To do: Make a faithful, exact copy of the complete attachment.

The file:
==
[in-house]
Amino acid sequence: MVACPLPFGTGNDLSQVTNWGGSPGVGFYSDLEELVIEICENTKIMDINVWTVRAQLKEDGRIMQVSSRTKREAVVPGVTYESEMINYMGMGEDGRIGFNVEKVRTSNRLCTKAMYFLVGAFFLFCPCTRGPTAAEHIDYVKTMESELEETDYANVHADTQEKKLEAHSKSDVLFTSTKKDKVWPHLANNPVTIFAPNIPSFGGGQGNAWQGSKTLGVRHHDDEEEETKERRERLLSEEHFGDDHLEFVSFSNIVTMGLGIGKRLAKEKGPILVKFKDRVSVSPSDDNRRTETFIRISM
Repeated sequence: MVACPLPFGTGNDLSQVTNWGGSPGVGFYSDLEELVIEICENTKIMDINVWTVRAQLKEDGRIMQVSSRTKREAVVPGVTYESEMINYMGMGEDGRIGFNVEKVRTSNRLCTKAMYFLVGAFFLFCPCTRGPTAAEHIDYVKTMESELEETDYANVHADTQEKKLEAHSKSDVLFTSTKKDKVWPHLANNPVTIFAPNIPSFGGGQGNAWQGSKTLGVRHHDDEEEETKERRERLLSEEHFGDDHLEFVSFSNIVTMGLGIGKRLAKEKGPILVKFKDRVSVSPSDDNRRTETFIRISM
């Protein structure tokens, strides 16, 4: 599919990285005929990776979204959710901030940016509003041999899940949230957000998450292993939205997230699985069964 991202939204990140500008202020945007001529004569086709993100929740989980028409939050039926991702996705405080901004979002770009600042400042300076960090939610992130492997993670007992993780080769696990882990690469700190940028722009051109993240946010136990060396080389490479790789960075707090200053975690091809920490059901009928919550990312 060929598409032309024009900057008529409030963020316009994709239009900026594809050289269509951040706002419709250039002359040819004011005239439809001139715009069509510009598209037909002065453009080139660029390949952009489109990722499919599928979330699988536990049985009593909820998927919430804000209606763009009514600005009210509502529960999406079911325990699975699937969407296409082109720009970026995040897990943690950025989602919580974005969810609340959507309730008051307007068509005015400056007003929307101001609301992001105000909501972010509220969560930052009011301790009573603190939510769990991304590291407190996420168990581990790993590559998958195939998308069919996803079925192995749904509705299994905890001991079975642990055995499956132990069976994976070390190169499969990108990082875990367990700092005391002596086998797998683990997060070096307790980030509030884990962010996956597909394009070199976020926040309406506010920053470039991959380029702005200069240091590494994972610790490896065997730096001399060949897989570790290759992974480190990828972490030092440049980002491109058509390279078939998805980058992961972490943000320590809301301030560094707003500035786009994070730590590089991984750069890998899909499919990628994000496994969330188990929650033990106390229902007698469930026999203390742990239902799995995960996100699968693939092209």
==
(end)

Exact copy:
[in-house]
Amino acid sequence: MVACPLPFGTGNDLSQVTNWGGSPGVGFYSDLEELVIEICENTKIMDINVWTVRAQLKEDGRIMQVSSRTKREAVVPGVTYESEMINYMGMGEDGRIGFNVEKVRTSNRLCTKAMYFLVGAFFLFCPCTRGPTAAEHIDYVKTMESELEETDYANVHADTQEKKLEAHSKSDVLFTSTKKDKVWPHLANNPVTIFAPNIPSFGGGQGNAWQGSKTLGVRHHDDEEEETKERRERLLSEEHFGDDHLEFVSFSNIVTMGLGIGKRLAKEKGPILVKFKDRVSVSPSDDNRRTETFIRISM
Repeated sequence: MVACPLPFGTGNDLSQVTNWGGSPGVGFYSDLEELVIEICENTKIMDINVWTVRAQLKEDGRIMQVSSRTKREAVVPGVTYESEMINYMGMGEDGRIGFNVEKVRTSNRLCTKAMYFLVGAFFLFCPCTRGPTAAEHIDYVKTMESELEETDYANVHADTQEKKLEAHSKSDVLFTSTKKDKVWPHLANNPVTIFAPNIPSFGGGQGNAWQGSKTLGVRHHDDEEEETKERRERLLSEEHFGDDHLEFVSFSNIVTMGLGIGKRLAKEKGPILVKFKDRVSVSPSDDNRRTETFIRISM
């Protein structure tokens, strides 16, 4: 599919990285005929990776979204959710901030940016509003041999899940949230957000998450292993939205997230699985069964 991202939204990140500008202020945007001529004569086709993100929740989980028409939050039926991702996705405080901004979002770009600042400042300076960090939610992130492997993670007992993780080769696990882990690469700190940028722009051109993240946010136990060396080389490479790789960075707090200053975690091809920490059901009928919550990312 060929598409032309024009900057008529409030963020316009994709239009900026594809050289269509951040706002419709250039002359040819004011005239439809001139715009069509510009598209037909002065453009080139660029390949952009489109990722499919599928979330699988536990049985009593909820998927919430804000209606763009009514600005009210509502529960999406079911325990699975699937969407296409082109720009970026995040897990943690950025989602919580974005969810609340959507309730008051307007068509005015400056007003929307101001609301992001105000909501972010509220969560930052009011301790009573603190939510769990991304590291407190996420168990581990790993590559998958195939998308069919996803079925192995749904509705299994905890001991079975642990055995499956132990069976994976070390190169499969990108990082875990367990700092005391002596086998797998683990997060070096307790980030509030884990962010996956597909394009070199976020926040309406506010920053470039991959380029702005200069240091590494994972610790490896065997730096001399060949897989570790290759992974480190990828972490030092440049980002491109058509390279078939998805980058992961972490943000320590809301301030560094707003500035786009994070730590590089991984750069890998899909499919990628994000496994969330188990929650033990106390229902007698469930026999203390742990239902799995995960996100699968693939092209």